After coming under fire from her own party for rejecting a $1.5 trillion 'moderate' bipartisan stimulus deal supported by 50 House lawmakers, Speaker Nancy Pelosi (D-CA) was seemingly thrown a lifeline Wednesday thanks to a tweet from President Trump urging GOP lawmakers to "Go for the much higher numbers" amid stalled coronavirus negotiations.
Democrats are “heartless”. They don’t want to give STIMULUS PAYMENTS to people who desperately need the money, and whose fault it was NOT that the plague came in from China. Go for the much higher numbers, Republicans, it all comes back to the USA anyway (one way or another!).— Donald J. Trump (@realDonaldTrump) September 16, 2020
Trump followed up at a White House press conference, saying he liked "the larger numbers" contained in the $1.5 trillion plan, saying "I agree with a lot of it."
Regardless, Pelosi is digging her heels in at $2.2 trillion, while Republican leaders who say that's far too high proposed a substantially smaller, $650 billion "skinny" package last week.
Pelosi's rejection of the subsequent $1.5 trillion bipartisan compromise supported by 50 members of her chamber - leading to a rare public rebuke from rank-and-file Democrats.
It was a rare wave of on-the-record discontent with PELOSI, who typically rules her caucus with an iron fist. With talks on ice and Congress on the brink of leaving town, her leadership team started to mull whether they should schedule a series of votes to quell the uprising.— Jake Sherman (@JakeSherman) September 17, 2020
Then, Trump fired off his Wednesday tweet urging Republicans to consider a larger package, taking the heat off Pelosi - who conflated Trump's support of the $1.5 trillion plan with support of her plan in a Wednesday joint statement with Senate Minority Leader Chuck Schumer (D-NY) which pitted Trump's comments against Senate Republicans, who they say are "shortchanging" the American people.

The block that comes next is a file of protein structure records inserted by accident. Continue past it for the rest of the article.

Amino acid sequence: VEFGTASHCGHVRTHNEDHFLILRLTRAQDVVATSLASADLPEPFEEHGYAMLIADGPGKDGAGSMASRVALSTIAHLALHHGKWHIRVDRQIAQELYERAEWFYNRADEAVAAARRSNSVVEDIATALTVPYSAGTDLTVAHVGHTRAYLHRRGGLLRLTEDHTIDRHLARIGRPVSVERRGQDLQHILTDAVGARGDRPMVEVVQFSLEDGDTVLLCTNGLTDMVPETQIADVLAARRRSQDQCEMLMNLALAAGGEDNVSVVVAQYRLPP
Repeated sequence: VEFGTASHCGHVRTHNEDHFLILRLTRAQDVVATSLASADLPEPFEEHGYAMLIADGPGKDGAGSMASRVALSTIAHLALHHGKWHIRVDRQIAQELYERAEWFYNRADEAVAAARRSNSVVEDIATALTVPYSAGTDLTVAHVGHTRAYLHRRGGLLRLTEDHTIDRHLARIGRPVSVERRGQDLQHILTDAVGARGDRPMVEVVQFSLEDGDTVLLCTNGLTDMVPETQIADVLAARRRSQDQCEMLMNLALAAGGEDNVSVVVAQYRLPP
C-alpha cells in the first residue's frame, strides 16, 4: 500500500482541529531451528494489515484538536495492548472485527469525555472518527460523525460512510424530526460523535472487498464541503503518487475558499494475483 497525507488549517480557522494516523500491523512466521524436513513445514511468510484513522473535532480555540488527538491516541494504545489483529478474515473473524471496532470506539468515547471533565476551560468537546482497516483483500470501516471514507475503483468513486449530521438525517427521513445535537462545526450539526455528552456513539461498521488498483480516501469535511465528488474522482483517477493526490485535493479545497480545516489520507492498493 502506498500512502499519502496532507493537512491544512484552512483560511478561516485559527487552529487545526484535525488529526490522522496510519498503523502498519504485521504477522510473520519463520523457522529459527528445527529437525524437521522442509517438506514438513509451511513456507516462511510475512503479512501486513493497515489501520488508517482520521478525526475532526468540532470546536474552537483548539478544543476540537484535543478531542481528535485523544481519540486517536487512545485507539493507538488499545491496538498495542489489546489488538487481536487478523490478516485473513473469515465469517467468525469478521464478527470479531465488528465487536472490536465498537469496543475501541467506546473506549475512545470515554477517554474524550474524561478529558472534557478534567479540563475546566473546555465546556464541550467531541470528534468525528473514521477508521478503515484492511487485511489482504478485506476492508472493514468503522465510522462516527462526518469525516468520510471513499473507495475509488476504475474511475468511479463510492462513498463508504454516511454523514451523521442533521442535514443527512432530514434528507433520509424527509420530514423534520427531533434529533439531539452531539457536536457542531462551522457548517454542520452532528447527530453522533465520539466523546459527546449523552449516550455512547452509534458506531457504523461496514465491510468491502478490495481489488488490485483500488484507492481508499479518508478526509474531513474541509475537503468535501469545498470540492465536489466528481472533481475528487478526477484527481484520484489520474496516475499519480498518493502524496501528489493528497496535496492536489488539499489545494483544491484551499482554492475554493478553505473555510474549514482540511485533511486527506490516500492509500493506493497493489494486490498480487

According to Politico's Jake Sherman, attention began to shift back to Pelosi on Wednesday evening, with some GOP considering forcing a "quixotic vote" on removing Pelosi from the speakership - a symbolic move which would be sure to fail.
It’s a measure that would be sure to fail. But it would serve to unify House Democrats around the speaker in the middle of the pandemic. Democrats were already asking: Who is thinking about stuff like this when thousands of Americans are dying?— Jake Sherman (@JakeSherman) September 17, 2020
White House Chief of Staff Mark Meadows added a bit of clarity to Trump's seeming-support of Pelosi, saying on Thursday that the president would support a bill that supports airline workers and prevents layoffs, and that there are no plans for discussions with Pelosi and Schumer on Thursday regarding further stimulus. On Wednesday, Meadows said that the $1.5 trillion figure in the compromise package wasn't a "show-stopper."
Meadows on Fox on Trump/coronavirus aid: He was certainly willing to embrace the $1.5 trillion number that was put out in the last day or so..let's go ahead and put that package on the on the floor and pass that— Chad Pergram (@ChadPergram) September 17, 2020
Senator John Thune of South Dakota, the party’s No. 2 in the chamber, said that $1.5 trillion would cause “a lot of heartburn” for GOP members. His colleague Ron Johnson of Wisconsin underlined that last Thursday’s $650 billion bill, was the right size. That legislation was blocked by Democrats who called it insufficient. -Bloomberg
Meadows also encouraged lawmakers to work on the deal, saying on Thursday "Take your cameras to DCA today because you're gonna see members of Congress leaving Washington to go home and pretend like they are working hard on this particular deal."
Mark Meadows on pressuring lawmakers to keep at coronavirus relief package negotiations:— Daniel Chaitin (@danielchaitin7) September 17, 2020
"Take your cameras to DCA today because you're gonna see members of Congress leaving Washington to go home and pretend like they are working hard on this particular deal." pic.twitter.com/JzhbihdLFD
Regardless, as Politico's Sherman concludes, Pelosi's "adversaries in the White House and on Capitol Hill seem to be unable or unwilling to let her flail."
RARELY IN WASHINGTON does a leader get so lucky. PELOSI is far from a perfect pol -- in fact, there’s no such thing -- but her adversaries in the White House and on Capitol Hill seem to be unable or unwilling to let her flail.— Jake Sherman (@JakeSherman) September 17, 2020